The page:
A Reseda woman who alleges a negligently designed laser machine caused her internal burns during a cellulite removal treatment in 2013 testified Tuesday that a nurse practitioner who worked for the device’s manufacturer told her she was a good candidate for the procedure and would be happy with the results.
Adriana Diaz, testifying in the trial of a lawsuit that she and her employer, Dr. Stuart Linder, brought against Cynosure Inc., said the nurse, Cherie Morgan, was the top Cynosure trainer for the Cellulaze laser machine. Diaz said she was in top physical shape at the time and that Morgan assured her that she could start working out again in two weeks.
“It’s going to be super easy, you’re going to be happy,” Diaz said Morgan told her the day of the procedure after personally examining the plaintiff’s cellulite on both thighs.
Diaz said Morgan also told her that she could go back to work the next day. At that point, she had been the Beverly Hills plastic surgeon’s office manager for several years — a position she still holds.
Along with internal burns, Diaz, 38, says she also developed a painful seroma, a pocket of clear fluid that sometimes develops in the body after surgery.
The lawsuit states that Diaz still has pain six years later, including constant throbbing in her legs — with one more painful than the other. Occasional migraines Diaz suffered before the procedure became much more constant afterward, according to her court papers.
Linder testified previously that he followed the steps given him by Cynosure’s representatives regarding the use of the laser machine when he performed the procedure on Diaz in January 2013. He said the company representatives never told him that he should not have used the device on an area where he completed lyposuction on his employee in 2011.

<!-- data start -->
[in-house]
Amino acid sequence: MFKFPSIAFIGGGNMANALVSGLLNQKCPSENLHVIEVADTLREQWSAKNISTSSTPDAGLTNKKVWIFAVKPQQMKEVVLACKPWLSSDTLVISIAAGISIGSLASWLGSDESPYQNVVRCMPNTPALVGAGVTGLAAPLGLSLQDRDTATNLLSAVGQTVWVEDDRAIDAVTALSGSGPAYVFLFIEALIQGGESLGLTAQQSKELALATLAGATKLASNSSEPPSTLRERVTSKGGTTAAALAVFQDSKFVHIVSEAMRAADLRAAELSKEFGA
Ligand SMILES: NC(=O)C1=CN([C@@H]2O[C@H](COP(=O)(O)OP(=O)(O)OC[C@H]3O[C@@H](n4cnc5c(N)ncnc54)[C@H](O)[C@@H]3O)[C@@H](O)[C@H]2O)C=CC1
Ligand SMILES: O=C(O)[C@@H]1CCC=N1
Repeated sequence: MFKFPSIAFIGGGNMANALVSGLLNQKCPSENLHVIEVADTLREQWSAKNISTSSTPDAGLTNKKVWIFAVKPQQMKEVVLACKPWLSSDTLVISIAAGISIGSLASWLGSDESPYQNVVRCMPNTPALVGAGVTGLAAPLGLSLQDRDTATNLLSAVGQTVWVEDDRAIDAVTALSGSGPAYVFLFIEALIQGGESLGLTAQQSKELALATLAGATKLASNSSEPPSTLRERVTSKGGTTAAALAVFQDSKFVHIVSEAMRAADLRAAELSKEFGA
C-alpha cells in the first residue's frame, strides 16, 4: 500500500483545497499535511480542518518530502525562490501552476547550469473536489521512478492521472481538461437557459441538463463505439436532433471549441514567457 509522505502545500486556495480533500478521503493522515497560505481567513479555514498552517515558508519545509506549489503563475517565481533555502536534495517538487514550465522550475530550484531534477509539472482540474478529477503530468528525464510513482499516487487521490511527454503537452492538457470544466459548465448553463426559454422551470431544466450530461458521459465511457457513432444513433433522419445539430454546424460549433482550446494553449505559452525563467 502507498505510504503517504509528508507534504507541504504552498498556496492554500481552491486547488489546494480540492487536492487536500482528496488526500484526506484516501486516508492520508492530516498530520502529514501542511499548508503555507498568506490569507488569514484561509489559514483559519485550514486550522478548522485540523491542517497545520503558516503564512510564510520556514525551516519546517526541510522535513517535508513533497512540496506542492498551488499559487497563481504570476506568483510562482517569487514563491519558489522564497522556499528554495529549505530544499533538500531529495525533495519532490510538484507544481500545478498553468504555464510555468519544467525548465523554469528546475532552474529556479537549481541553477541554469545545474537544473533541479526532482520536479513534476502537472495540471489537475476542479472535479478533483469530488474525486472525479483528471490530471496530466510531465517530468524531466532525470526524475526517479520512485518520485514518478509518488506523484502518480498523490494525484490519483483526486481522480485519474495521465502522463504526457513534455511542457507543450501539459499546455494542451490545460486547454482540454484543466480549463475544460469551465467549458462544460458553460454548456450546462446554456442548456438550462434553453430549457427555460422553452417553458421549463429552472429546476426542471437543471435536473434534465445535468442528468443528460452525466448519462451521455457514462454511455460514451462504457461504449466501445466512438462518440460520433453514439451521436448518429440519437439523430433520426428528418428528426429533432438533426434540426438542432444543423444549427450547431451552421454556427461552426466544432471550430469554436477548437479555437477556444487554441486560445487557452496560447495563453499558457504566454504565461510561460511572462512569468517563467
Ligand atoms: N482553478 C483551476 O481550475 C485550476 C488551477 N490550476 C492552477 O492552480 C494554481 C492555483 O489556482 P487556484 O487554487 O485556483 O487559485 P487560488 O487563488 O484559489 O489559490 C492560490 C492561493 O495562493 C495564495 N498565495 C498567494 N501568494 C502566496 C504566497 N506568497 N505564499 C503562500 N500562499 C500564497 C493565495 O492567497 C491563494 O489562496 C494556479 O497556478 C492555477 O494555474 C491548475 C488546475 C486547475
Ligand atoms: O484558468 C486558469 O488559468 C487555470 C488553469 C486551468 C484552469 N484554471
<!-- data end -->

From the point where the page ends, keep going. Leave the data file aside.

But attorney Karin Curtis, on behalf of Cynosure and the salesman, said the device is safe and that Linder misused it.
In her testimony, Diaz said Cynosure salesman Kristopher Huston boasted through numerous visits and phone calls that the company’s cellulite removal device was the best on the market and that Linder needed one to stay competitive. She said Huston told her the machine was safe and that Linder could charge $6,000 to $8,000 per procedure.
Diaz said she tried to rid herself of the cellulite before the procedure by exercising and eating a healthy diet.
“I did everything I could possibly do,” the Navy veteran said.
Diaz said both Huston and Morgan assured her that the laser machine was approved by the federal Food and Drug Administration, an assertion she said she found out two to three years later was false. She also said Morgan told her it would be safe to have the laser treatment even though she had a liposuction treatment done by Linder in the same areas. That statement also was untrue, according to Diaz.
The plaintiff said she never would have gone forward with the Cellulaze treatment if she knew the machine was not FDA-approved and that it could harm her to have the procedure done in the same areas as the liposuction.
Diaz said she does not blame Linder for what happened to her because of the procedure.
“He did everything he was told to do (by Cynosure),” Diaz said. “He’s exceptional in what he does.”
Linder, who has made television appearances on such programs as “The Doctors,” “The Dr. Oz Show” and “The View,” alleges Cynosure misrepresented the safety of the allegedly defective laser device and falsely told him that it was approved by the FDA.
Linder said he bought the laser device in October 2012 after persistent prodding by Huston and that the machine cost about $200,000.
About 200 plastic surgeons work in the same area of Beverly Hills as Linder, the doctor testified previously.
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